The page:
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A Better Assert for D

Posted: 2012-09-02 - Link

Like C and C++, the D programming language provides an assert mechanism that allows you to check conditions at runtime, and halt execution if the condition fails. You can optionally print out a error if you’re in a particularly good mood.

float log(float x)
{
    assert(x > 0.0f, "Argument to log must be positive.");
    ...
}

Trying to call log(-1) will give you an error at runtime.

core.exception.AssertError@test.d(3): Argument to log must be positive.

In this example, I know that the argument was -1, but what if the argument was the result of some long calculation? It would be nice to know what was actually passed into log. Typically, D programmers will use std.string.format for this purpose:

float log(float x)
{
    import std.string : format;
    assert(x > 0.0f, format("Argument must be positive (x = %f).", x));
    ...
}

This solves the problem, but has a couple of issues:

  1. You need to import std.string.format.
  2. The call to format is a bit ugly.

Granted, these are relatively minor issues, but it would be nice if we could simply write:

float log(float x)
{
    assert(x > 0.0f, "Argument must be positive (x = %f).", x);
    ...
}

C and C++ programmers typically work around this by using some clever macros, but D doesn’t have a pre-processor, so we’ll need to use standard functions.

Here’s a first attempt:

void assertf(Args...)(bool test, Args args)
{
    import std.string : format;
    assert(test, format(args));
}

float log(float x)
{
    assertf(x > 0.0f, "Argument must be positive (x = %f).", x);
    ...
}

This works, giving the error:

core.exception.AssertError@test.d(4): Argument must be positive (x = -1).

Notice however, that the file and line number are of the assert inside assertf rather than log. This is less than ideal.

Fortunately, D has a tricky little feature designed just for this. D defines a couple of keywords, __FILE__ and __LINE__ that statically evaluate to the file name, and line number of the locations of those keywords respectively. Furthermore, if you use those keywords as default arguments to a function then you get the file name and line number of the calling function. For example:

void getInfo(string file = __FILE__, int line = __LINE__)
{
    import std.stdio;
    writeln(file, " : ", line);
}

// test.d
void main()
{
    getInfo(); // test.d : 10
    getInfo(); // test.d : 11
}

This is exactly what we need. There’s just one problem: you can’t put default arguments after variadic parameters; the compiler can’t figure out whether the last arguments refer to the variadic parameters or the optional parameters.

The way to work around this is to make the file and line template parameters, that way they can be automatically deduced, and the user won’t need to specify them manually.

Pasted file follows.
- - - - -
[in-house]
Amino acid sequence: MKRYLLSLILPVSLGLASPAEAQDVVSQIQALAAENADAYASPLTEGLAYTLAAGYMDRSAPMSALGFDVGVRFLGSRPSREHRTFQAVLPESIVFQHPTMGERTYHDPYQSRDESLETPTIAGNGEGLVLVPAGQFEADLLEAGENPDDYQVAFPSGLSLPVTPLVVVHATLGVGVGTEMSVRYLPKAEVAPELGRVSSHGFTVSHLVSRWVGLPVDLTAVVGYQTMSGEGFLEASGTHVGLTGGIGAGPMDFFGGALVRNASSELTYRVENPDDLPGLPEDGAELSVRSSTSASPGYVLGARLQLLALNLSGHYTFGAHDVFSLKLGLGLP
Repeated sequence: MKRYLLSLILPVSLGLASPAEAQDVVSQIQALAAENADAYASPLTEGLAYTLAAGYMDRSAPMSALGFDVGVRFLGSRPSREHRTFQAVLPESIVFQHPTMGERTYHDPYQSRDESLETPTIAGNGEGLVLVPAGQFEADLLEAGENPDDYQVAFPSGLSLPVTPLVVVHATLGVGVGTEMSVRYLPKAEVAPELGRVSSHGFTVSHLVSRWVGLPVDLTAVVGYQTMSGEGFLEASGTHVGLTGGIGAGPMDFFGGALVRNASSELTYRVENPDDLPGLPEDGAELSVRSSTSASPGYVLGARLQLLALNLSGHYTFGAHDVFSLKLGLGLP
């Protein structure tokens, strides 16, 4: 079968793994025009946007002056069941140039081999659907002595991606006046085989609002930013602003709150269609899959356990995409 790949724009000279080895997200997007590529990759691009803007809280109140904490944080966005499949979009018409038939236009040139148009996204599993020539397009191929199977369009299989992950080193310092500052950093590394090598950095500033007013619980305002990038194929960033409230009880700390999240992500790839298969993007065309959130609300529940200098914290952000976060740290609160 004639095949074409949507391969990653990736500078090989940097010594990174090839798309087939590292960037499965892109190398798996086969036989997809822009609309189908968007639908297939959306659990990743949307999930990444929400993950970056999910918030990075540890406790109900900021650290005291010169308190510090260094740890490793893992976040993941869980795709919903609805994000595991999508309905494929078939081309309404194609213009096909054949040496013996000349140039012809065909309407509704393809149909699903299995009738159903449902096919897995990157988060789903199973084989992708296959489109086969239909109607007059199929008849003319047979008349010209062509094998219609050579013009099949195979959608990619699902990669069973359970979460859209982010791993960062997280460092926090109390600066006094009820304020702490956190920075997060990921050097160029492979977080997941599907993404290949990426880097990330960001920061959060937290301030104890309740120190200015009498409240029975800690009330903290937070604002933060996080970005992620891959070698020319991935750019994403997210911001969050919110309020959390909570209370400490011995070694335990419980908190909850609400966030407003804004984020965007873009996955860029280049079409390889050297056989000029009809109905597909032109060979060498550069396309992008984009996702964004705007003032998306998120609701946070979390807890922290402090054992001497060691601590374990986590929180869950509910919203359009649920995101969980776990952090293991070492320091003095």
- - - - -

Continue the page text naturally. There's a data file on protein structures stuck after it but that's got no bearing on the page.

void assertf(string file = __FILE__, int line = __LINE__, Args...)
            (bool test, Args args)
{
    import std.string : format;
    import core.exception : AssertError;
    if (!test)
    {
    	throw new AssertError(format(args), file, line);
    }
}

Our function is working as expected now, but suffers a major, obvious flaw: it works in -release builds.

While D provides a standard way to detect -debug builds (using the debug keyword), there is currently no standard way to detect builds where an assert should fire.

I say “currently” because I have requested the feature, and as of DMD 2.061, you’ll be able to write:

version(assert) if (!test)
{
    throw new AssertError(format(args), file, line);
}

This is conditionally compile the test only in builds where asserts are meant to fire, similar to how we can currently use version(unittest) to detect unit testing builds.

The final remaining difference between our function and the built-in assert is the evaluation strategy. When asserts are compiled out of your build, not only does the assert do nothing, but the arguments aren’t even evaluated. For example:

assert(printf("Hello, world") > 0);

In -release builds, this will print out nothing, however the analgous call to our formatting assert will still print out.

The way to work around this is to use lazy evaluation.

void assertf(string file = __FILE__, int line = __LINE__, Args...)
            (lazy bool test, lazy Args args)
{
    import std.string : format;
    import core.exception : AssertError;
    version(assert) if (!test)
    {
        throw new AssertError(format(args), file, line);
    }
}

Note the addition of the lazy storage class in the parameter list. This tells the compiler to not evaluate the arguments until they are used, and since the arguments will not be used in -release builds, they will not be evluated, solving the final issue with our formatted assert.

That’s it! Remember, version(assert) won’t work until DMD 2.061 (or unless you get HEAD from git). Until then, you could either just leave it in all builds, or use debug to enable it only in -debug builds.

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